As if the familiar
setting wasn't enough, the big, painted logo could remind the
Cicero-North Syracuse High School girls swimmers of exactly how odd
this situation was.
Here they were competing for the Onondaga League title against their off-season coach, in their off-season pool and even with the logo of their off-season team, the Liverpool Jets, staring at them.
For some, it was a little
"Going for the league title is big," said Kate Edwards, a C-NS senior and swimmer with the Liverpool Jets. "But it's kind of weird, too. You know everyone on the other team. Even the coach. It makes it more intense."
Before the meet, both teams were tied for first place in the league. Liverpool topped C-NS on Friday night, 118-68, securing a two-way tie with Auburn for the league title.
But the setting was odd, considering how nearly half the girls on the C-NS squad are coached by Liverpool's head coach Zac Mekker in that very same pool for almost 10 months a year.
Mekker is the head coach of the Liverpool Jets, an off-season club swimming team open to anyone who signs up. Though the club is based in Liverpool - and attracts almost 60 Liverpool-area swimmers - Mekker estimated about 45 of the club's girls attend C-NS.
And the same girls he helped coach over the summer were trying to wrest a league title away from him Friday.
"I love it," Mekker said of facing his old students. "Even if we'd lost this meet, it'd be worth it. Because (coaching them in the off-season) is helping swimming. It's better for the sport. All our success, it wouldn't mean anything if we had no one to swim against. So it's great to help build the sport."
Mekker has also helped build a program. A former Liverpool Jet and University at Buffalo swimmer, Mekker was hired to coach the Jets in 1999. A program that once had 130 swimmers had dwindled to almost 40, maybe four of which were from the C-NS district.
Mekker rebuilt the program to where it is now, healthy with almost 140 swimmers, about 40 of which are from the C-NS district.
"There was a lack of consistency in coaching," Mekker said of why the Jets program had grown so thin. "They went through a few years with a few coaching changes. The reason we've been able to build it up is because my assistant coach, Bill Wallace, and I have been here six years now. The coaches who were here before were not alumni. Coming back as an alumnus and getting this program back to where it was, that was a vision we had."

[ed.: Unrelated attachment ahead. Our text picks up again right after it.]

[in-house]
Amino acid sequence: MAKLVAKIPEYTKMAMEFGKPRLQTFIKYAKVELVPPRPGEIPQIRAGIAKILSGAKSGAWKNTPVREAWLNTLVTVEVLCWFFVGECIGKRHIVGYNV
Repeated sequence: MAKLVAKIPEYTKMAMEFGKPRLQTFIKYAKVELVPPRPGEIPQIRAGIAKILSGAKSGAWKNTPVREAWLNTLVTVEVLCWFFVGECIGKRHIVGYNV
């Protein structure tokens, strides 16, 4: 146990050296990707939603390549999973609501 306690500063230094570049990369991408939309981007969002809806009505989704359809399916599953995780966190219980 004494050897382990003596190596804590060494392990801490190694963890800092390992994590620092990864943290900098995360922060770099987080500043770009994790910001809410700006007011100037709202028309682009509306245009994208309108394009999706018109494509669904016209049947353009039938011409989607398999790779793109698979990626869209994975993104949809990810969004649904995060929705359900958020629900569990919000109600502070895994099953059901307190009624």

Another factor: Mekker became the Liverpool girls varsity head coach two years after being hired as the Jets head coach. Inheriting a 1-9 girls team (the worst in Liverpool history), Mekker worked to improve both programs. While previous Jets coaches had viewed the program as a separate entity from the school, Mekker focused on making it more of a building program.
The club grew. And Liverpool started winning again.
On Friday, Mekker and Liverpool recaptured the league title as co-champs, defeating some of the girls he helped coach and the C-NS program he indirectly helped build.
"They share things with me for 10 months out of the year, and for two months they're on the school team," Mekker said, adding how the two didn't speak much before the meet. "I don't know if they think of me as an enemy, but it's probably easier for them to keep to themselves. I know it's an emotional thing for them to face us."
Peter Chen/Staff photographer
LIVERPOOL SWIMMER Sam Liadka competes in the breaststroke leg of the
200-yard medley relay on Friday in a meet against Cicero-North
Syracuse at Liverpool High School. Liverpool won the event and the